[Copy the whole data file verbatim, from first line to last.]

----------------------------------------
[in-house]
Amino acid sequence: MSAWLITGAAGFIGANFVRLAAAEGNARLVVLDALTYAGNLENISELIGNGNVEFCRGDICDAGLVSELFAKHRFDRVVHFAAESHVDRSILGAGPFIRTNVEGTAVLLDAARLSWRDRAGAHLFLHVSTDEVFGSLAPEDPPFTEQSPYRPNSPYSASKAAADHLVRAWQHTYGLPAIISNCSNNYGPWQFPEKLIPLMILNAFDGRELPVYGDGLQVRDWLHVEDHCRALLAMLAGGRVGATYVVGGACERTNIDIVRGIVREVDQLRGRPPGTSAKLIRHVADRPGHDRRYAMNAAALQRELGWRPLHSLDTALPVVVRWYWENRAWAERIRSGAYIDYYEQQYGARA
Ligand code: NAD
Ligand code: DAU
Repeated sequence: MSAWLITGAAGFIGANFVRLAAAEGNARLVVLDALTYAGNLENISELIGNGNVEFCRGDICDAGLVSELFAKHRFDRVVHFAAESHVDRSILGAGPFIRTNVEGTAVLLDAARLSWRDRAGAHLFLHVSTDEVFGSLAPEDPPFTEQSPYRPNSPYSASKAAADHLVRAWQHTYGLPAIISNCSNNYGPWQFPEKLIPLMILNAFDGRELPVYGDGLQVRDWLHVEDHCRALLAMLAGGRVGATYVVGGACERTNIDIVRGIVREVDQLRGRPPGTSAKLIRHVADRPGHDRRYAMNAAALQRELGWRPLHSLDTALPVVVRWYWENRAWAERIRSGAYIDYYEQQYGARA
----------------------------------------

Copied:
[in-house]
Amino acid sequence: MSAWLITGAAGFIGANFVRLAAAEGNARLVVLDALTYAGNLENISELIGNGNVEFCRGDICDAGLVSELFAKHRFDRVVHFAAESHVDRSILGAGPFIRTNVEGTAVLLDAARLSWRDRAGAHLFLHVSTDEVFGSLAPEDPPFTEQSPYRPNSPYSASKAAADHLVRAWQHTYGLPAIISNCSNNYGPWQFPEKLIPLMILNAFDGRELPVYGDGLQVRDWLHVEDHCRALLAMLAGGRVGATYVVGGACERTNIDIVRGIVREVDQLRGRPPGTSAKLIRHVADRPGHDRRYAMNAAALQRELGWRPLHSLDTALPVVVRWYWENRAWAERIRSGAYIDYYEQQYGARA
Ligand code: NAD
Ligand code: DAU
Repeated sequence: MSAWLITGAAGFIGANFVRLAAAEGNARLVVLDALTYAGNLENISELIGNGNVEFCRGDICDAGLVSELFAKHRFDRVVHFAAESHVDRSILGAGPFIRTNVEGTAVLLDAARLSWRDRAGAHLFLHVSTDEVFGSLAPEDPPFTEQSPYRPNSPYSASKAAADHLVRAWQHTYGLPAIISNCSNNYGPWQFPEKLIPLMILNAFDGRELPVYGDGLQVRDWLHVEDHCRALLAMLAGGRVGATYVVGGACERTNIDIVRGIVREVDQLRGRPPGTSAKLIRHVADRPGHDRRYAMNAAALQRELGWRPLHSLDTALPVVVRWYWENRAWAERIRSGAYIDYYEQQYGARA